In any given metropolitan area, there are hundreds of private schools which in addition to academics emphasize their faith. There is nothing wrong with a family choosing a school based on their own faith. Some schools have struggled to remain solvent as the economy has suffered making it more difficult for parents to afford tuition. And some have been vibrant enough to offer scholarships to those less fortunate. I have several close friends who put their children in private school for both religious as well as academic purposes. All of them are not coming straight out of pocket either.
Some live in public school districts known to be inferior. Some seek Catholic institutions for their young though the parent’s faith is far from Catholicism. They simply believe the quality of the Jesuit education will prepare their children for college better than the local public school will. It is a beautiful thing to have educational choices for American families. Still, I have never heard one parent tell me that they chose a school because there is corporate in it.
God has never left the building
While I never attended private school of any sort, it never stopped me from praying neither in school nor out. I prayed for good grades on test before and after I took them. I prayed to make it off school grounds fast and slick enough to avoid bullies and being jumped on. I prayed not to get thrown out of school for fighting. I prayed my team would hit the jump shot or score the touchdown against the cross town rival to win the big game. Since I believed that God and prayer were within my grasp as surely as my own personal belief, nothing could prevent me from making a connection. No politician, no school administrator, no teacher. I didn’t need my relationship with God legislated to make it any more legitimate.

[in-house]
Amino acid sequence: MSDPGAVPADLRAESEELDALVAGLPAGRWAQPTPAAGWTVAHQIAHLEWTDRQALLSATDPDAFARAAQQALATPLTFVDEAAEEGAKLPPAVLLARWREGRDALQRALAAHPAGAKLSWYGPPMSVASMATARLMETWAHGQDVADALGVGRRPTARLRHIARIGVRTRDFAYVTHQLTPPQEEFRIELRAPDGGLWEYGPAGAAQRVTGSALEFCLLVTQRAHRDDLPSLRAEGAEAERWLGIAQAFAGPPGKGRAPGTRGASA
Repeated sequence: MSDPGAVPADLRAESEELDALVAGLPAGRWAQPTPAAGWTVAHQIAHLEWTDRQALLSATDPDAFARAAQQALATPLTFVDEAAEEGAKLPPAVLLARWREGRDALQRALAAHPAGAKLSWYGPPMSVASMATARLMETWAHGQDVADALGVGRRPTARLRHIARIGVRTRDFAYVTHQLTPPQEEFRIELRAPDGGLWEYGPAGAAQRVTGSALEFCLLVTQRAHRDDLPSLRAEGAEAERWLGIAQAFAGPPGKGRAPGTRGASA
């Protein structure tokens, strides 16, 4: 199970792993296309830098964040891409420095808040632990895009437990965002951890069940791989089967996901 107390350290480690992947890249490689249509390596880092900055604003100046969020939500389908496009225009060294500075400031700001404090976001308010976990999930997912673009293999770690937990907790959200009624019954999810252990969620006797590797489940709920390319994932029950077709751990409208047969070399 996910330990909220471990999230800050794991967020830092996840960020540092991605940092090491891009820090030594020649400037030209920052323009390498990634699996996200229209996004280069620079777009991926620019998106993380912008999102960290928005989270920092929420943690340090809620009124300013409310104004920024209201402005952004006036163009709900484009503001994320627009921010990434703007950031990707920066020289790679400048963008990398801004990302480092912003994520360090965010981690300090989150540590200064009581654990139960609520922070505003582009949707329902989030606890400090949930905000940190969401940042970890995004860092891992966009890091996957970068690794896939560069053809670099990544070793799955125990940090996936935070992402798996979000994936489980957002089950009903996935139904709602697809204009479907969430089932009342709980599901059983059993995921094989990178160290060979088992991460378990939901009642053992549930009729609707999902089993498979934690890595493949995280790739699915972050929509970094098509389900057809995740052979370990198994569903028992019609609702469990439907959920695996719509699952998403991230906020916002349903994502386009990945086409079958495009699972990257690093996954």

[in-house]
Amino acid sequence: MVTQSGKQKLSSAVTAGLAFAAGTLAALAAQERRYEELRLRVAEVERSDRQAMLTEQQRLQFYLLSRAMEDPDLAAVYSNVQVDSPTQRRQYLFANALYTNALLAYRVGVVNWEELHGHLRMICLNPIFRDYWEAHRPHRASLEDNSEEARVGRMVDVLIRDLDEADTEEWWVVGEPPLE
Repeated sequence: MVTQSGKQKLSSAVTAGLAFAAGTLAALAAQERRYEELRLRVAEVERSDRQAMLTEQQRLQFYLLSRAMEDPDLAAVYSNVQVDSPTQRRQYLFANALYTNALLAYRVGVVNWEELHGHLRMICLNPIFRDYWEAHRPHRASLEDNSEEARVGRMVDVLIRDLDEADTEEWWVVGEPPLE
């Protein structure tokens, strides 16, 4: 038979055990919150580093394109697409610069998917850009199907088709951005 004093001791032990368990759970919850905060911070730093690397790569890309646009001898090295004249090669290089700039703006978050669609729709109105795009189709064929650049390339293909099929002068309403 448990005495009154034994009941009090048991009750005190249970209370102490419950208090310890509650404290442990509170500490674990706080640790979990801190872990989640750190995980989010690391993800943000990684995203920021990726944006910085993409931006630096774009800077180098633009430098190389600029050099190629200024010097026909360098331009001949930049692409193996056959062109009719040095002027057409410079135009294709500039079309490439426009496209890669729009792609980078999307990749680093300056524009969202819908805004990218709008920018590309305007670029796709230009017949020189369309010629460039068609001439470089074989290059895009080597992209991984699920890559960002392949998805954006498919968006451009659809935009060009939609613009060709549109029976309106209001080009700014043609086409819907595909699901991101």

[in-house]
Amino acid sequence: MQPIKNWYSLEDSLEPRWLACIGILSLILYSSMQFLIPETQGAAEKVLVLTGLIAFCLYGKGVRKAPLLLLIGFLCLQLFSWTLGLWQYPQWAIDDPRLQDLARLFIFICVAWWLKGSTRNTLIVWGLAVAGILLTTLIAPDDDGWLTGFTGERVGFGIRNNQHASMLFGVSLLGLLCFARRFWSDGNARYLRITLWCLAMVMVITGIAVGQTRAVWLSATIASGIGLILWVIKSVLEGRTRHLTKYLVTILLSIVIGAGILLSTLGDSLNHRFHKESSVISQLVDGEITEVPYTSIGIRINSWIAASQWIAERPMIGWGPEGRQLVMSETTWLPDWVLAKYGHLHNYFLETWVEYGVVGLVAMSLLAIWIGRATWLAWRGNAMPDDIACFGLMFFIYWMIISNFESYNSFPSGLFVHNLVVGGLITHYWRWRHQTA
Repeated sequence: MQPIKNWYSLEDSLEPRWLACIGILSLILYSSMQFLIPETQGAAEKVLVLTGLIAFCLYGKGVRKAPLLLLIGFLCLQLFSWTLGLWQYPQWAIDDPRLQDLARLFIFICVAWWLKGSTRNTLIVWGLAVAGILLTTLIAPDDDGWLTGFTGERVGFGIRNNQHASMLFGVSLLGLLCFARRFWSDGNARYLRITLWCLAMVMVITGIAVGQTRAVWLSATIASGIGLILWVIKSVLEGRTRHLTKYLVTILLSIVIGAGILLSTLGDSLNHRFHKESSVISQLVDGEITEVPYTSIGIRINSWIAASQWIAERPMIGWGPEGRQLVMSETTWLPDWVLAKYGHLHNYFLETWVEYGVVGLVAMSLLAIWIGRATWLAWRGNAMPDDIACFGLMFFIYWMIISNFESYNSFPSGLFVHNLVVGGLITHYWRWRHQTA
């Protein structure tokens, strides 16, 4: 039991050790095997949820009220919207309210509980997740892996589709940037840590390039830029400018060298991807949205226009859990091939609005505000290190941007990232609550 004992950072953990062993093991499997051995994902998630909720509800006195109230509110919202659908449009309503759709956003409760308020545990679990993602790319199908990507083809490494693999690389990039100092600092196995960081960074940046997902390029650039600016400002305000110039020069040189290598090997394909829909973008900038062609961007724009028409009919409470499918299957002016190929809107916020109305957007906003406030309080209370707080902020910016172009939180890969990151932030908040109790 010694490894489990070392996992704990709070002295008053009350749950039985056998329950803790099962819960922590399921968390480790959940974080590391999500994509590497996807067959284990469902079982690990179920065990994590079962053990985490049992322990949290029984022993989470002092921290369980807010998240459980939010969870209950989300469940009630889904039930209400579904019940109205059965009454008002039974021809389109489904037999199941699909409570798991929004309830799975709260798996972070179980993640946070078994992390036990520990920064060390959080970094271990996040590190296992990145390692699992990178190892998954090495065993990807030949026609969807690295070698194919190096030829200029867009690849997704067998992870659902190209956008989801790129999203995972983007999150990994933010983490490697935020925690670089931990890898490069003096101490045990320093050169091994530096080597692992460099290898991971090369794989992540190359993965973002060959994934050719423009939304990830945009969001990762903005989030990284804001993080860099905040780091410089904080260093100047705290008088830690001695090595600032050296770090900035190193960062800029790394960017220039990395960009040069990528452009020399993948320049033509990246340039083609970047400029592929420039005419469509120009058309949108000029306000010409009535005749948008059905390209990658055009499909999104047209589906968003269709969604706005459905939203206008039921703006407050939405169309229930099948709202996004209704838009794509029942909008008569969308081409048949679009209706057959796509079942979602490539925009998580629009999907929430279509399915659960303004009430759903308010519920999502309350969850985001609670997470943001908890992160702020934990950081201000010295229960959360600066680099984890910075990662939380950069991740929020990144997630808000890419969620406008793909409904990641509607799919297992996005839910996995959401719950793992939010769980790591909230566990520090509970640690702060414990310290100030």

To believe that I don’t support God or prayer within the scope of society or youth would be the furthest thing from the truth. As I’ve stated I have a strong faith in God and a deep appreciation for prayer. When I go to some private schools as a sports official, some of them conduct pre-game prayers. I participate in these prayers with the kids and coaches. Not because I have to, but because I want to. When a school is private, they have a unified point of view that everyone agrees to following before enrolling. No one is singled out or ostracized in the midst of any of those prayers. Prayer should be a unifying tool, not a dividing one.